• 2020 – Public Interest Environmental Law David Brower Lifetime Achievement Award.[24]
  • 2020 – Kentucky Bar Association Distinguished Lawyer Award.[25]
  • 2020 – Big Fish Award. Presented by Riverkeeper Fishermen's Ball.[26]
  • 2020 – Consumer Safety Award. Presented by the Kentucky Justice Association. [27]
  • 2021 – Lawyer of the Year in Litigation – Environmental. Named by Best Lawyers.[28]
  • 2021 – Honorary Doctor of Laws Degree from New College of Florida.
  • 2022 – Lawyer of the Year in Environmental Law – Cincinnati. Named by Best Lawyers.[29]

Personal life[edit]

In 1996, Bilott married Sarah Barlage. They have three children, Teddy, Charlie and Tony.[2]

See also[edit]

References[edit]

  1. ^ a b c d e f "Robert Bilott". The Right Livelihood Award. Retrieved 2019-12-07.
  2. ^ a b Rich, Nathaniel (6 April 2016). "The Lawyer Who Became DuPont's Worst Nightmare". New York Times. Retrieved 7 December 2019.
  3. ^ a b c d e "Robert Bilott". thenationaltriallawyers.org. Retrieved December 9, 2019.
  4. ^ "Robert A. Bilott | People | Taft Stettinius & Hollister LLP". www.taftlaw.com.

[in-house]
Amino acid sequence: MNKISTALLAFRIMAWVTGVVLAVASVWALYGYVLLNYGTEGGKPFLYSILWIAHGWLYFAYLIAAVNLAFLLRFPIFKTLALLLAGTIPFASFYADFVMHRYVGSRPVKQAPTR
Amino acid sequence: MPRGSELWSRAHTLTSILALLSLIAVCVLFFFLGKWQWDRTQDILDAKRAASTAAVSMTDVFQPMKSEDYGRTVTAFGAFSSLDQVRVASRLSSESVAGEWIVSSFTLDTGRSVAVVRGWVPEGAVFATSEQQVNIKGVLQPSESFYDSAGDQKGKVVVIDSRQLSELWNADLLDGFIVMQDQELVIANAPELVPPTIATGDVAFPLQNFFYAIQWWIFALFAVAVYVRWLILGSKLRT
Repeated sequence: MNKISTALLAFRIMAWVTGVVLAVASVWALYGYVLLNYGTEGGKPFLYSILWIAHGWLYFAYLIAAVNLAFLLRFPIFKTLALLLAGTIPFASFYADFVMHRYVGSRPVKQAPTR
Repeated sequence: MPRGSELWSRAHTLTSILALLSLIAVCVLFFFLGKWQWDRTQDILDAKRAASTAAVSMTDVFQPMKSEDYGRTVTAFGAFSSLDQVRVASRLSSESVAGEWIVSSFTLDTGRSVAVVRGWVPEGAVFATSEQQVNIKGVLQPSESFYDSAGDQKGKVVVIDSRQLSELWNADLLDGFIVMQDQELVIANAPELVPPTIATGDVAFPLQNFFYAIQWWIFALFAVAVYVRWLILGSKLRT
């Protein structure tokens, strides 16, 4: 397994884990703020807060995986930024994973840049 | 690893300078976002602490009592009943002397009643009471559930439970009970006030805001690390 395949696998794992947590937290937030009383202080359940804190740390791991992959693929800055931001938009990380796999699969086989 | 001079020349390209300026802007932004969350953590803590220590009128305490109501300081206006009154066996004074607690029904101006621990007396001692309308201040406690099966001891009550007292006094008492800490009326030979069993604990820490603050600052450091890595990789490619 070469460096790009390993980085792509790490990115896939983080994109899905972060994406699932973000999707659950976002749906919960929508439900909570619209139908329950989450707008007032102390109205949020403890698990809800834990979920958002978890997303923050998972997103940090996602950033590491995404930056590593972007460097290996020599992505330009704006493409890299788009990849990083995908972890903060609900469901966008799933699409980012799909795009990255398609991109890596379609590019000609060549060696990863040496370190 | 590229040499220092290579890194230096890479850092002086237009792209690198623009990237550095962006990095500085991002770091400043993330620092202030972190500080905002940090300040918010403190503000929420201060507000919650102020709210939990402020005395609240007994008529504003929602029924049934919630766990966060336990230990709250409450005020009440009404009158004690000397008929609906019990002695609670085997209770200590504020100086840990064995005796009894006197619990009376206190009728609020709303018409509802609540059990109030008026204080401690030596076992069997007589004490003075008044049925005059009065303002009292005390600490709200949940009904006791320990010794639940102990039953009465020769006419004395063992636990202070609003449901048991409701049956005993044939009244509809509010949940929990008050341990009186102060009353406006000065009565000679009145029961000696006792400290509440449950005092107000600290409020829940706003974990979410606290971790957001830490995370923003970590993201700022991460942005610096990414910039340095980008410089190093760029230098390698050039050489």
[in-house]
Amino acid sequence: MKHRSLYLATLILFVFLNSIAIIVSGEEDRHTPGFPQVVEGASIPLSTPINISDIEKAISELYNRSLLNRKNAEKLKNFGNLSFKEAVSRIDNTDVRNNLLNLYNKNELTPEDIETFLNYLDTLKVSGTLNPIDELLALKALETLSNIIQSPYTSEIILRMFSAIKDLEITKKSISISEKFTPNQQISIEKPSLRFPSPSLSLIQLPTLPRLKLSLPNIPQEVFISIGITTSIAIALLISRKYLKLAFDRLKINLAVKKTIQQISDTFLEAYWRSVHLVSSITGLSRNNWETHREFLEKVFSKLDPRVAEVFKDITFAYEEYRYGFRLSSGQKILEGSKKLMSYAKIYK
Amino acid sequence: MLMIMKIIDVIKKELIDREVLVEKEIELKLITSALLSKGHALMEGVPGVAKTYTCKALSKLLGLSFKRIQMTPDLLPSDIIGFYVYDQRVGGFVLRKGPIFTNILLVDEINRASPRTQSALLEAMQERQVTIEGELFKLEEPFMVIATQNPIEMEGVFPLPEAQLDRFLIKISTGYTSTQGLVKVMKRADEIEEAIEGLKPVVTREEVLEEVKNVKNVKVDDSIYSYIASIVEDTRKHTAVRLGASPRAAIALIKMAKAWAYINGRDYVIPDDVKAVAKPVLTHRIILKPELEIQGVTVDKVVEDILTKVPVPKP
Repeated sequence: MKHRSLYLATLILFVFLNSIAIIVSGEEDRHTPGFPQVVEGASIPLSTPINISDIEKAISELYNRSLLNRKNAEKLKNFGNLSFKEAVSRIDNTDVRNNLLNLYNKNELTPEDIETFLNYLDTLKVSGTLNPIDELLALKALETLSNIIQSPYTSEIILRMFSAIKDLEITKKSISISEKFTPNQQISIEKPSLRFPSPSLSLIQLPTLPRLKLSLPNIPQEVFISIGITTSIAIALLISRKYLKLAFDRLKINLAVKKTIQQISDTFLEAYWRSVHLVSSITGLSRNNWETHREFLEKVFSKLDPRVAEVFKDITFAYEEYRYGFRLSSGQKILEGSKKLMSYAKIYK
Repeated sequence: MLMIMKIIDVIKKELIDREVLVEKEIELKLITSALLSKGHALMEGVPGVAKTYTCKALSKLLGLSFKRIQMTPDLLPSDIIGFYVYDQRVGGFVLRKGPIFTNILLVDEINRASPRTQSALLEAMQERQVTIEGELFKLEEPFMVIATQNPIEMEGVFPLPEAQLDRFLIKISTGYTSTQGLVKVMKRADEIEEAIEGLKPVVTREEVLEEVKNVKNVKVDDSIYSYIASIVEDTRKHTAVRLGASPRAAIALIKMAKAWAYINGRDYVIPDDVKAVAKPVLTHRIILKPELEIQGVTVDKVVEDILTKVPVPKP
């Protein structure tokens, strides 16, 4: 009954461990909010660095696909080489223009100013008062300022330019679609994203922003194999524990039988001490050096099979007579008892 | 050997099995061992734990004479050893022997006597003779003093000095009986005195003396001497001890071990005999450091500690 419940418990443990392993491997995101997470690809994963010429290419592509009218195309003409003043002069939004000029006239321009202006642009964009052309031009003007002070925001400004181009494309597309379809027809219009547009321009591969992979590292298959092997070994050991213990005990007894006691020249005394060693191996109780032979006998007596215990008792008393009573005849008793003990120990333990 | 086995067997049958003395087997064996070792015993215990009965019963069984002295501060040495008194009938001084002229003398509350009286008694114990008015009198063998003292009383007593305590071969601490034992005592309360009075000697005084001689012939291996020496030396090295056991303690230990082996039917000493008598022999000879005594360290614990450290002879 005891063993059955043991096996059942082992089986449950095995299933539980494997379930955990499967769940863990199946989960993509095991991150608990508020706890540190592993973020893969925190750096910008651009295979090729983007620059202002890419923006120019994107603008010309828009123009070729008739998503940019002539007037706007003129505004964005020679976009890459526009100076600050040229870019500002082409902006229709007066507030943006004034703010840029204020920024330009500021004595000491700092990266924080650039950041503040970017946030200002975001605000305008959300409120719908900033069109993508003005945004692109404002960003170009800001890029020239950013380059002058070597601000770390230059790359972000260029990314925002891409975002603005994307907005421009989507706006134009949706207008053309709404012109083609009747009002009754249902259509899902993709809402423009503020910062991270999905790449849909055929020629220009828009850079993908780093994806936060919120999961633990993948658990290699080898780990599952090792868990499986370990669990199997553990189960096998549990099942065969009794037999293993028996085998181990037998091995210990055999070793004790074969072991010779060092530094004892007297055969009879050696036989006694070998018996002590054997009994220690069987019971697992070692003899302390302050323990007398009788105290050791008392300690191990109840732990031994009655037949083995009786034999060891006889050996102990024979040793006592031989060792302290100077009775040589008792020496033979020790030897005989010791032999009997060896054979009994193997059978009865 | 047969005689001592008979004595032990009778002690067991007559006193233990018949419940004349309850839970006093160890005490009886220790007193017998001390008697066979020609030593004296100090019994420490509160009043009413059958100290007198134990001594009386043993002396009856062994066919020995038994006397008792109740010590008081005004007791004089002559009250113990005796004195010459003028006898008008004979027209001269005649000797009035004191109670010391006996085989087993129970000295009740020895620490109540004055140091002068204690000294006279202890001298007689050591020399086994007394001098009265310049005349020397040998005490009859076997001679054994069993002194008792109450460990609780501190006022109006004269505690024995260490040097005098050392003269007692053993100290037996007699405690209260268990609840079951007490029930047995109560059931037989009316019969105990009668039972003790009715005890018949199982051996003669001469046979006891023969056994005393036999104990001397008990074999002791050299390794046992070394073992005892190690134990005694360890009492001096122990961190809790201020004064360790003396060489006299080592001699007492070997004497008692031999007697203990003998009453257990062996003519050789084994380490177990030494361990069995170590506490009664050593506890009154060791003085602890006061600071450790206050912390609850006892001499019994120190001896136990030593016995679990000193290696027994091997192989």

5. ^ a b The Lawyer Who became Dupont's worst nightmare, New York Times, 6 January 2016
  6. ^ "The Real Rob Bilott of 'Dark Waters' is Only Getting Started". Time. Retrieved 2020-05-11.
  7. ^ "DuPont, Chemours in $4 Billion 'Forever Chemicals' Cost Pact". Bloomberg.com. 2021-01-22. Retrieved 2021-02-15.
  8. ^ Lerner, Sharon (October 6, 2018). "Nationwide Class Action Lawsuit Targets DuPont, Chemours, 3M, and Other Makers of PFAS Chemicals". The Intercept. Retrieved December 6, 2019.
  9. ^ Schlanger, Zoe (May 29, 2019). "DuPont and 3M knowingly contaminated drinking water across the US, lawsuits allege". Quartz. Retrieved December 6, 2019.
  10. ^ "Taft Wins Class Certification in PFAS Suit | News | Taft Stettinius & Hollister LLP". www.taftlaw.com. Retrieved 2022-03-28.
  11. ^ author., Rich, Nathaniel, 1980-, Second nature, ISBN 978-1-250-79233-4, OCLC 1244130110, retrieved 2021-05-26 {{citation}}: |last= has generic name (help)
  12. ^ Rivlin, Gary (October 14, 2019). "For 'Erin Brockovich' Fans, a David vs. Goliath Tale With a Twist". The New York Times.